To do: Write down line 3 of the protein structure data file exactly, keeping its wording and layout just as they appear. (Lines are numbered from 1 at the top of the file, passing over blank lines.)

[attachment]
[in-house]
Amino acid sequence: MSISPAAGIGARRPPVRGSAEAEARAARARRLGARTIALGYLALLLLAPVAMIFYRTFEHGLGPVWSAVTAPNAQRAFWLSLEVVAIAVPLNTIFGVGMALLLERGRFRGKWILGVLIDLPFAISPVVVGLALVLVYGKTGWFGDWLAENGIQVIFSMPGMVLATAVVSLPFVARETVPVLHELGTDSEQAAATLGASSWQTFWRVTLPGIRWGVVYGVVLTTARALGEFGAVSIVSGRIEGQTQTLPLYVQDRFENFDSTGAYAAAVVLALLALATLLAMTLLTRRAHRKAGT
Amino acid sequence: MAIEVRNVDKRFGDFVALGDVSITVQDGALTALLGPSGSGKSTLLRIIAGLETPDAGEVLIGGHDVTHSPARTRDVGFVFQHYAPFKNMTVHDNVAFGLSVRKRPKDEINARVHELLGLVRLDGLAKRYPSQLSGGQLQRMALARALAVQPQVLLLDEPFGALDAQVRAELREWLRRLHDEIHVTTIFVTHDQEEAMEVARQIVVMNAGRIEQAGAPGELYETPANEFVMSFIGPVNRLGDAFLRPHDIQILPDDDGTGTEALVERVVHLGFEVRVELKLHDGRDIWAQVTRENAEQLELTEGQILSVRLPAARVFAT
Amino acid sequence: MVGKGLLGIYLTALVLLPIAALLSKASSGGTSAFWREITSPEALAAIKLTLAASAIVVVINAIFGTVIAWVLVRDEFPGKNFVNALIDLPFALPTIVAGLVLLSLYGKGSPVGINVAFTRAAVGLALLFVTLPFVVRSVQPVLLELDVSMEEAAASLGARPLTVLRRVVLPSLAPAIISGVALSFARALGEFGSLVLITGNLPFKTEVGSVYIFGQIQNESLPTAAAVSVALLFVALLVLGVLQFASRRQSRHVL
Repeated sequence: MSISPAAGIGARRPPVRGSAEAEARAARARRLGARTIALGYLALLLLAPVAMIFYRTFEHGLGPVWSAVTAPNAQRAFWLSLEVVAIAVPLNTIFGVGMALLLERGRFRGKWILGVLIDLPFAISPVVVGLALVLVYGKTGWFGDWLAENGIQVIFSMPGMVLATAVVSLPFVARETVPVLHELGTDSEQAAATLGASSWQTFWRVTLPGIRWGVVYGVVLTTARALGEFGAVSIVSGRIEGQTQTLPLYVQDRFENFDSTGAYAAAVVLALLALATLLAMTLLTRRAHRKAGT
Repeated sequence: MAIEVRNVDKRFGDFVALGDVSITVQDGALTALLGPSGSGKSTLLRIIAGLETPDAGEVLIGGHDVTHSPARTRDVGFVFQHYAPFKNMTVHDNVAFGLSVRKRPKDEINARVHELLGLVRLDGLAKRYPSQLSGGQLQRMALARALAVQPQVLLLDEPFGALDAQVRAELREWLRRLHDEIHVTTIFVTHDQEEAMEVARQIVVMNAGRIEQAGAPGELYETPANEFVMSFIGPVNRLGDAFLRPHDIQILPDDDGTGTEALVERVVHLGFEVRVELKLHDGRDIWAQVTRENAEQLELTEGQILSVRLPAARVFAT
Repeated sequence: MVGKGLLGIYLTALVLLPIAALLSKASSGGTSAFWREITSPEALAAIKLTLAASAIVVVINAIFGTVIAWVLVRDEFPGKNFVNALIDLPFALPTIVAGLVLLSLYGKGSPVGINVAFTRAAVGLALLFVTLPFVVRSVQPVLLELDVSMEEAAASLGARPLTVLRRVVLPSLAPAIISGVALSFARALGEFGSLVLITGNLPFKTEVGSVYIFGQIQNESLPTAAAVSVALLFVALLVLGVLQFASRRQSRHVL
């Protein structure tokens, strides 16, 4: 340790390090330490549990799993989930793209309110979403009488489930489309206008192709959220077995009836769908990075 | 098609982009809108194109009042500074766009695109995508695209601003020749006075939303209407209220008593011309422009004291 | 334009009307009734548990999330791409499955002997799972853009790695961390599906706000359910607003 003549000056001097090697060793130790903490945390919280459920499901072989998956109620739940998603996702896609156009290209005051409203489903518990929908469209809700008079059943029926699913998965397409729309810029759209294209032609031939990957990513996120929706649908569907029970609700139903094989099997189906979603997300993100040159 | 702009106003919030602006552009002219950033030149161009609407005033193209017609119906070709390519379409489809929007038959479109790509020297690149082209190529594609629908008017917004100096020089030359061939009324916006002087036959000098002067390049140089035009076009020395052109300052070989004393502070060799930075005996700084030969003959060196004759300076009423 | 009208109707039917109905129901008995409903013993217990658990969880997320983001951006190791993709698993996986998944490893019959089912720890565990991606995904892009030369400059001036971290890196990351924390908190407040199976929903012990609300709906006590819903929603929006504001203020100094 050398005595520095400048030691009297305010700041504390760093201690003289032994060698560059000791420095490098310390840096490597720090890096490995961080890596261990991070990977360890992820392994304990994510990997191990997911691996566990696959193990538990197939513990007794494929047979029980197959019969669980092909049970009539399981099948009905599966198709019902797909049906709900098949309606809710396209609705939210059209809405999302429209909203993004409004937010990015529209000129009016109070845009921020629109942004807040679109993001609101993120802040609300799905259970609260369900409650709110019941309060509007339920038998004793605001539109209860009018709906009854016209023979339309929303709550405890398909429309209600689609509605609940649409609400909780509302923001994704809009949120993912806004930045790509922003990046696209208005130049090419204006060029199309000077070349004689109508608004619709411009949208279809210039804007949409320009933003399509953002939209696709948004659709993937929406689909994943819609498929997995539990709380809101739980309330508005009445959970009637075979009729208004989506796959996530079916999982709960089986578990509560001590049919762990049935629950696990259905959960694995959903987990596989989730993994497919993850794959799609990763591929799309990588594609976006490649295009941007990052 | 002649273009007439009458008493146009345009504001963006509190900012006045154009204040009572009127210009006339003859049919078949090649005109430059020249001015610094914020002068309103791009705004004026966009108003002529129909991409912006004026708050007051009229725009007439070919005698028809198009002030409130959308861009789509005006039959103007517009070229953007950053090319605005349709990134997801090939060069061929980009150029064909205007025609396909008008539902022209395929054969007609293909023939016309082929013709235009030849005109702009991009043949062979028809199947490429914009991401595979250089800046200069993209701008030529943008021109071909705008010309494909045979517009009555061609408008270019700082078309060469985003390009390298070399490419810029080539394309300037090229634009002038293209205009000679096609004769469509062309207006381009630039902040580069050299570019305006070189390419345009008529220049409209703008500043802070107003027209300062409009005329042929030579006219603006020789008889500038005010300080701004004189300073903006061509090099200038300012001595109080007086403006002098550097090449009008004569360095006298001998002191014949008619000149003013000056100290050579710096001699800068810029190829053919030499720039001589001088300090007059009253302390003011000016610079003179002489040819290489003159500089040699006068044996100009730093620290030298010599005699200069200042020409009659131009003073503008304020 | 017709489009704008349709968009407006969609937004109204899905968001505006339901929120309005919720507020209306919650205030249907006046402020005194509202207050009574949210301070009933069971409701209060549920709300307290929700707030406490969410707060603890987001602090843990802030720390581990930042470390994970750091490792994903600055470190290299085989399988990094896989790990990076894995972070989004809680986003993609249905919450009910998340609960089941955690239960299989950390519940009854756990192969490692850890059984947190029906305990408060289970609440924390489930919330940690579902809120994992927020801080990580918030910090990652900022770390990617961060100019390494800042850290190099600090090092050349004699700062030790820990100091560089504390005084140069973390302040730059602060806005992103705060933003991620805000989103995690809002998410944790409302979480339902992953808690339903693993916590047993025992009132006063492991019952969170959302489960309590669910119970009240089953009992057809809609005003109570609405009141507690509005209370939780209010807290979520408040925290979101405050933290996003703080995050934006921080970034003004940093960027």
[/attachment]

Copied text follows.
Amino acid sequence: MAIEVRNVDKRFGDFVALGDVSITVQDGALTALLGPSGSGKSTLLRIIAGLETPDAGEVLIGGHDVTHSPARTRDVGFVFQHYAPFKNMTVHDNVAFGLSVRKRPKDEINARVHELLGLVRLDGLAKRYPSQLSGGQLQRMALARALAVQPQVLLLDEPFGALDAQVRAELREWLRRLHDEIHVTTIFVTHDQEEAMEVARQIVVMNAGRIEQAGAPGELYETPANEFVMSFIGPVNRLGDAFLRPHDIQILPDDDGTGTEALVERVVHLGFEVRVELKLHDGRDIWAQVTRENAEQLELTEGQILSVRLPAARVFAT